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ἐπιστάμενος—sums up the motives that prompted Nicias. Cf. I. 42 ὧν ἐνθυμηθέντες; VI. 60 ὧν ἐνθυμούμενοι.

τῷ μὲν ἔργῳ . . . τῷ δ᾽ . . . . λόγῳ—the antithesis occurs about fifty times in Thuc. ‘In reality he held back, inclining both ways and considering, but in his public speech at the time.’

ἐπ᾽ ἀμφότερα ἔχων—on the analogy of ἔχειν with adverbs.

τῷ δ᾽ ἐμφανεῖ—then follows the summary of his official speech. As Thuc has such a clear knowledge of the motives given above, we may assume that Nicias began by making admissions which he did not wish to be taken as part of his ἐμφανὴς λόγος. (We could scarcely suppose that Thuc., sympathising with N., merely inferred his motives)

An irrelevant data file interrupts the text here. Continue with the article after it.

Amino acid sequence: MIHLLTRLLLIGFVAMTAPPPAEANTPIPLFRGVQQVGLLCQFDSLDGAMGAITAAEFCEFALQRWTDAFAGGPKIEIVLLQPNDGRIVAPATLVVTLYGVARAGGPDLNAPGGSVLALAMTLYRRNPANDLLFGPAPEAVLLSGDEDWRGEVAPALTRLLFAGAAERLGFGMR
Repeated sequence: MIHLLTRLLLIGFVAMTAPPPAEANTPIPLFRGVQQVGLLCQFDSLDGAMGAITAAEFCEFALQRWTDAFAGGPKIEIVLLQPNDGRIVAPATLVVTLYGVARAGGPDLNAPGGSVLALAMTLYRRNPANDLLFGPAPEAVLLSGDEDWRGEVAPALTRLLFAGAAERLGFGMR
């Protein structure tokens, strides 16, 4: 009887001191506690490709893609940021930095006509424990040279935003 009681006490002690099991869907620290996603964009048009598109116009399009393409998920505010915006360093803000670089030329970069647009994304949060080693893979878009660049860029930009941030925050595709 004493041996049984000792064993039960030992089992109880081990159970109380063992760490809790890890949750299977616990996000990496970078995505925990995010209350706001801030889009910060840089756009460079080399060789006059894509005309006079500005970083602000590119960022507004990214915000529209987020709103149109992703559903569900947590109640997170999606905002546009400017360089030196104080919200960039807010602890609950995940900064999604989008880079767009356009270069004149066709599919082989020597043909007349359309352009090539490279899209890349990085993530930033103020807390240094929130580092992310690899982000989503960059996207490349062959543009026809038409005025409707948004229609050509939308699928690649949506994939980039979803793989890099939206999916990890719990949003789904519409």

σφῶνin them; for the constrn. Fr. Muller compares θαυμάζειν τί τινος.

ὥστε—introduces the epexegesis of ταῦτα; cf. II. 40.3 διαφερόντως γὰρ καὶ τόδε ἔχομεν ὥστε τολμᾶν, namely that they should depart without an order from them.

καὶ γὰρ οὐ τοὺς αὐτοὺςwe shall not, he said, ‘then have the same body of persons both voting about ourselves and making up their minds from seeing the facts with their own eyes as we do instead of merely hearing them from the faultfinding of others.’ For τῶν αύτῶν cf. I. 22.3 οὐ ταὐτὰ περὶ τῶν αύτῶν ἔλεγον, ἀλλ᾽ ὡς ἑκατέρων τις εὐνοίας μνήμης ἔχοι; III. 56.7.

ὥσπερ καὶ αὐτοὶ—sc. ὁρῶσιν. But the accus. might be used with ὥσπερ, corresponding with ὁρῶντας.

ἐξ ὧν ἄν τιςthey will let themselves be persuaded by the calumnies of a clever speaker. With εὖ λέγων διαβάλλειν cf. καλῶς ἐπιτιμᾶν III. 38.4; εὖ διαβαλὼν III. 42.2.

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